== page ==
I usually start my year off with a dusty or chunky classical book and this year's choice is by far the longest story yet. A Suitable Boy by Vikram Seth and it is a rather chunky chunkster at 1474 pages, I am learning quite a bit about the history of India and their culture and have been marking passages, looking up unknown words.  To be honest I've never heard of James Elroy Flecker nor Tagore so it will be interesting following rabbit trails. Loved this particular bit of conversation

"Please do not misunderstand me, Professor Mishra," he said, "but that line of argument may be taken by those of us not well versed in the finer forms of parliamentary byplay to be a species of quibbling."

I'm by no means a monogamous reader and have already cheated on A Suitable Boy with Jayne Castle's Deception Cove from her Rainshadow series. Paranormal and urban fantasy stories have become my comfort reads.  James and I are listening to the Harry Potter series in the car and just finished the first book.  Very enjoyable since it's been several years since I read the books. James is constantly dipping into the novels, reading one passage from one for a while, then another.  Perhaps his comfort read in between other books or inspiration for his latest story he is writing.     

On my plate for literature classes coming up is a reread of One Hundred Years of Solitude by Gabriel Garcia Marquez as well as new to me author Joan Didion and her collection of essay's Slouching Toward Bethlehem

I'm working my way through Dinty Moore's Rose Metal Press Field Guide to Flash Non Fiction in one of my online classes and the current exercise involves writing a piece using 2nd person point of view which should prove to be quite interesting.  I've read very few books written in 2nd POV but discovered Italo Calvino seems to do it flawlessly in If On A Winter's Night A Traveler, and doesn't throw the reader completely out of the story in confusion.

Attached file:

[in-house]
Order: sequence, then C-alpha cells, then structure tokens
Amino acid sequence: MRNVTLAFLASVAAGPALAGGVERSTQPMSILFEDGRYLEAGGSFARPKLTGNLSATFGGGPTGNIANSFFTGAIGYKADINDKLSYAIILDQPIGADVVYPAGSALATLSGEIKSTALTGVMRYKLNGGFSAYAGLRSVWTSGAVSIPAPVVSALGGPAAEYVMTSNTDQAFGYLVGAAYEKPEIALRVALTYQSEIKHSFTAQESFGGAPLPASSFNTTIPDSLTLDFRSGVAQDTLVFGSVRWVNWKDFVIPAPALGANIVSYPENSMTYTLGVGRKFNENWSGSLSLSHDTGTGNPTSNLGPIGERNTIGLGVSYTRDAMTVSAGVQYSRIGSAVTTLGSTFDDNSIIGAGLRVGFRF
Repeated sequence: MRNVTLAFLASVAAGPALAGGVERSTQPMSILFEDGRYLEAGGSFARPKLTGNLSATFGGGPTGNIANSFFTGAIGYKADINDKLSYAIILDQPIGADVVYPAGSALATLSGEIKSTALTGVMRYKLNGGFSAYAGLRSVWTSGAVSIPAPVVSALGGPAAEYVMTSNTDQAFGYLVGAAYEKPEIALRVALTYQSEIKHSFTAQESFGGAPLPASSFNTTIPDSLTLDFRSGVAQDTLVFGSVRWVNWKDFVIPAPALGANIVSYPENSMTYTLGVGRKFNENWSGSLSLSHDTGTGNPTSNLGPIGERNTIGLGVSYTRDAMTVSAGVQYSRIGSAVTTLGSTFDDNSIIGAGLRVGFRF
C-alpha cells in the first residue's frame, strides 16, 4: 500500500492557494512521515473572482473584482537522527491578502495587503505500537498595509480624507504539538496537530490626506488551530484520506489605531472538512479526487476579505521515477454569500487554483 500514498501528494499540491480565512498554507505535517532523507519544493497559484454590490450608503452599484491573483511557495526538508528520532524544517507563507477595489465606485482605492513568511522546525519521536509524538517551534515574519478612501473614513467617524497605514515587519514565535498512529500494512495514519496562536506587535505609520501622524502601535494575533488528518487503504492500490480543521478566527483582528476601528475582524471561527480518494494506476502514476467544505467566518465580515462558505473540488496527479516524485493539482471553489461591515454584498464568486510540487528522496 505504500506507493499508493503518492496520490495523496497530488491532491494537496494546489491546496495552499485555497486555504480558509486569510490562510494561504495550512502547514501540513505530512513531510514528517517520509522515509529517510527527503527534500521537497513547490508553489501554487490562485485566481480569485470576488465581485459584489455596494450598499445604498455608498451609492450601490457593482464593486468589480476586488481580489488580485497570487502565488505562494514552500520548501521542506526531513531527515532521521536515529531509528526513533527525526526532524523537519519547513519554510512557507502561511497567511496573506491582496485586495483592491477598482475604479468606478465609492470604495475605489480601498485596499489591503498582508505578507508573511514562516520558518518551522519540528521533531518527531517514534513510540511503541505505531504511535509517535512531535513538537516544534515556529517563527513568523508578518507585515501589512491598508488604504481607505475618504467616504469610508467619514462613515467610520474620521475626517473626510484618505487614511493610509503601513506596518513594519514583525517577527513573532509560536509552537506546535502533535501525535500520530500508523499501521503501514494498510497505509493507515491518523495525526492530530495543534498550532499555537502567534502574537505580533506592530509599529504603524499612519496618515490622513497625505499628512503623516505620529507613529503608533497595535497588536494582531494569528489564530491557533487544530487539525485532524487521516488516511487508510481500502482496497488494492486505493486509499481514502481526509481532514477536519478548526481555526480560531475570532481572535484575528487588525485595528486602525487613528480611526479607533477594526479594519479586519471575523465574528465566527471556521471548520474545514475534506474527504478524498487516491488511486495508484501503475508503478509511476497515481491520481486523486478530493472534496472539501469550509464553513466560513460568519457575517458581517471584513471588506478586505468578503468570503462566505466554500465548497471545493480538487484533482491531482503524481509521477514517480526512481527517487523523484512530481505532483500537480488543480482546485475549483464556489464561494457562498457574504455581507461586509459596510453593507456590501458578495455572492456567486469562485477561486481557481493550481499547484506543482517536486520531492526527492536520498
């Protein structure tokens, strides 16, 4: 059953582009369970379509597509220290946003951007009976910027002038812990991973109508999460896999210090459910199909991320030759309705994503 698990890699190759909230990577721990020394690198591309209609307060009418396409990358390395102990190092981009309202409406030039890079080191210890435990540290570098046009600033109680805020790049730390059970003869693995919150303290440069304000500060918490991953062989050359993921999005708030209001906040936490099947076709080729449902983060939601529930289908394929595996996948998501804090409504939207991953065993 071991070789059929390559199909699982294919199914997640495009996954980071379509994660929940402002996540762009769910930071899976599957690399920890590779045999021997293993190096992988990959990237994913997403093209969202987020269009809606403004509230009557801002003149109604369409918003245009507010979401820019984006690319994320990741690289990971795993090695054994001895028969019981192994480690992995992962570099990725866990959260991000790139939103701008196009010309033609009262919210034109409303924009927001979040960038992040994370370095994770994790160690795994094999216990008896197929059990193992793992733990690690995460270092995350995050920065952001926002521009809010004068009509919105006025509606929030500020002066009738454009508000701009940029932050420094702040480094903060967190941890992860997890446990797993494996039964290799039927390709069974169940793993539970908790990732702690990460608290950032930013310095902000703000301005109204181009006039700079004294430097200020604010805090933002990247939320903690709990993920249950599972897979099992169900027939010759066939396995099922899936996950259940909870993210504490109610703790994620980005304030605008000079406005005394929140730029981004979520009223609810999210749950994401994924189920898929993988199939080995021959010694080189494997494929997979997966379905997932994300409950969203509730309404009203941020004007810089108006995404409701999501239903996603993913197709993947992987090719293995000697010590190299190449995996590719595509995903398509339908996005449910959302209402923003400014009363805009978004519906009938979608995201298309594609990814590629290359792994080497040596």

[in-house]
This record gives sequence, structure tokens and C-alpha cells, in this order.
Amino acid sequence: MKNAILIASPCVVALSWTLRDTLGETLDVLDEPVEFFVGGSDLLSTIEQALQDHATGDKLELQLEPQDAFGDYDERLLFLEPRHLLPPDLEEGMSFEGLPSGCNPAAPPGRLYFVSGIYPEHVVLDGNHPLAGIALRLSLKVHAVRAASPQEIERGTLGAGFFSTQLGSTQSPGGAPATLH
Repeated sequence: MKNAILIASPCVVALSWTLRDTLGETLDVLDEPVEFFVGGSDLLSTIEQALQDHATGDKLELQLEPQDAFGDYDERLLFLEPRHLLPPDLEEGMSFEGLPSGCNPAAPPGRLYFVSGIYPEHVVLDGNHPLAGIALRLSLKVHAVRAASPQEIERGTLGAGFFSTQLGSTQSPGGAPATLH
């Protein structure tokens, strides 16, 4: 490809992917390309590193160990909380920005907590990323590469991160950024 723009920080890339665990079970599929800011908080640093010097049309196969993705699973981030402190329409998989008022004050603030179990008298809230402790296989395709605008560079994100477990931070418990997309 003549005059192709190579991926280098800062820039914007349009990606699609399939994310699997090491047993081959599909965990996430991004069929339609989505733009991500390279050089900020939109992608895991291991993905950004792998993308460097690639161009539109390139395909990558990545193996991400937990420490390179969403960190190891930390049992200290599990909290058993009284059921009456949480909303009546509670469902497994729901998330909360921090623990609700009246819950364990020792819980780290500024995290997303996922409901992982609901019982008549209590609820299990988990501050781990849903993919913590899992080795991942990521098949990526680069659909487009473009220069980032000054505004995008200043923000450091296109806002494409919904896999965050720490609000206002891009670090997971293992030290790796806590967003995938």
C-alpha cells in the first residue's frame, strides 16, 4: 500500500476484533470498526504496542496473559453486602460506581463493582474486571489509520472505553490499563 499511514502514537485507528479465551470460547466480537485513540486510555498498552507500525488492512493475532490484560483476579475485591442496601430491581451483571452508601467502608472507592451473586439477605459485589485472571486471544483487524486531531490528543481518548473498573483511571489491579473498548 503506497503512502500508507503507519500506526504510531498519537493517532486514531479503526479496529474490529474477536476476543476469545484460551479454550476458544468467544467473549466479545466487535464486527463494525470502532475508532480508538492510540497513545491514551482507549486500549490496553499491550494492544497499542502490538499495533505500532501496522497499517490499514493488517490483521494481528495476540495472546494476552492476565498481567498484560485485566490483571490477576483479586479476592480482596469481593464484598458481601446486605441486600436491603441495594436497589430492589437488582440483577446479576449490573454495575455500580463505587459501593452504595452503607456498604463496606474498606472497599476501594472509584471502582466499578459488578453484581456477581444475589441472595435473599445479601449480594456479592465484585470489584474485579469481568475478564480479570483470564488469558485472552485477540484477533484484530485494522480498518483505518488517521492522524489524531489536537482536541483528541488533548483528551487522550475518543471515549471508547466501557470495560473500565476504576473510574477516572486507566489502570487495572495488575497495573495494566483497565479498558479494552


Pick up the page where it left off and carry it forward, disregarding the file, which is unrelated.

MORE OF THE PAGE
Well, I'm off to continue exploring 1950's India.

Happy New Year! 

Tuesday, December 29, 2015

My Reading Year

Jonathan Wolstenholme 

Well, my goodness.  I just looked at my grand reading plans for 2015 and discovered I only read one of the books in my five categories of Dusty, Chunky, Luke, Translated and Philosophical.  I usually don't plan out what I'm going to read and this is exactly the reason why.  My year took off and I never looked back, too busy with writing and classes and reading whatever books called my name. Yes, I'm a mood reader so don't know why I bothered to make any plans.  Unfortunately, posting on My Two Blessings took a back seat as well which means I didn't keep very good track of what I read when.